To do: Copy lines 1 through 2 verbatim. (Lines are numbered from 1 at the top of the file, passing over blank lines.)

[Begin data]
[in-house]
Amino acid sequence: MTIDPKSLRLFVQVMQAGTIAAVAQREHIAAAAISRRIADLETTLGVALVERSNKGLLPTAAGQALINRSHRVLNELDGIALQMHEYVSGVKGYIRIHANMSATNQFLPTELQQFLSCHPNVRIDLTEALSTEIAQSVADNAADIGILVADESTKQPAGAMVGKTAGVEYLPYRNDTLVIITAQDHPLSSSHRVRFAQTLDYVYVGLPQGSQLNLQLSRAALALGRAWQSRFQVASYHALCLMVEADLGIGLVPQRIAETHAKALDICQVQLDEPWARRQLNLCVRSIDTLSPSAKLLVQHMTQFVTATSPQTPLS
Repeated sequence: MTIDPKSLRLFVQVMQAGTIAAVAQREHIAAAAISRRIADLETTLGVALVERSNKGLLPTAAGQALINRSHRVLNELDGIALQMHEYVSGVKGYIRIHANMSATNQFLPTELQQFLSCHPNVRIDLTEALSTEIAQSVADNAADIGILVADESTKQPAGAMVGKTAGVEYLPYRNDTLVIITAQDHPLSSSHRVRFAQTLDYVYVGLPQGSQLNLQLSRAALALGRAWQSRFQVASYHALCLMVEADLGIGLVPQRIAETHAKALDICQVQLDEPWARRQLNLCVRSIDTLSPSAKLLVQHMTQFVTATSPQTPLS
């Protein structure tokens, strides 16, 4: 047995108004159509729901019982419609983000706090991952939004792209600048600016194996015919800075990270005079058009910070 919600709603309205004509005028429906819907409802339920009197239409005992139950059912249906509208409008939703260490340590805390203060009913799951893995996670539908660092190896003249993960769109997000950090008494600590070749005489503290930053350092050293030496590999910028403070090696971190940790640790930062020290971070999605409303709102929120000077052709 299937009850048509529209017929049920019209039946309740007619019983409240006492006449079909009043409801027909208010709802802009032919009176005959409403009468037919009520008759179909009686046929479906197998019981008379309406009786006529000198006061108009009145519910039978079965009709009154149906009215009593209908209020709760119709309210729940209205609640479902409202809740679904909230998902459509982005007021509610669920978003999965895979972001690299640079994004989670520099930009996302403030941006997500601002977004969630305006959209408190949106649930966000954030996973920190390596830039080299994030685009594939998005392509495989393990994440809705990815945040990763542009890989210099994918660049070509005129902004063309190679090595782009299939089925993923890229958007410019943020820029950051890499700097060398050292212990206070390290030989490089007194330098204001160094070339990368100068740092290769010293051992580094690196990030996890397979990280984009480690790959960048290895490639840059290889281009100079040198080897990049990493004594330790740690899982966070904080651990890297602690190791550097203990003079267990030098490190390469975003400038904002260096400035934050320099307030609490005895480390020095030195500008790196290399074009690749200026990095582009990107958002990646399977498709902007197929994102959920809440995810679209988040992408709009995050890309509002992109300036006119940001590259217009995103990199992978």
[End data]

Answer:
[in-house]
Amino acid sequence: MTIDPKSLRLFVQVMQAGTIAAVAQREHIAAAAISRRIADLETTLGVALVERSNKGLLPTAAGQALINRSHRVLNELDGIALQMHEYVSGVKGYIRIHANMSATNQFLPTELQQFLSCHPNVRIDLTEALSTEIAQSVADNAADIGILVADESTKQPAGAMVGKTAGVEYLPYRNDTLVIITAQDHPLSSSHRVRFAQTLDYVYVGLPQGSQLNLQLSRAALALGRAWQSRFQVASYHALCLMVEADLGIGLVPQRIAETHAKALDICQVQLDEPWARRQLNLCVRSIDTLSPSAKLLVQHMTQFVTATSPQTPLS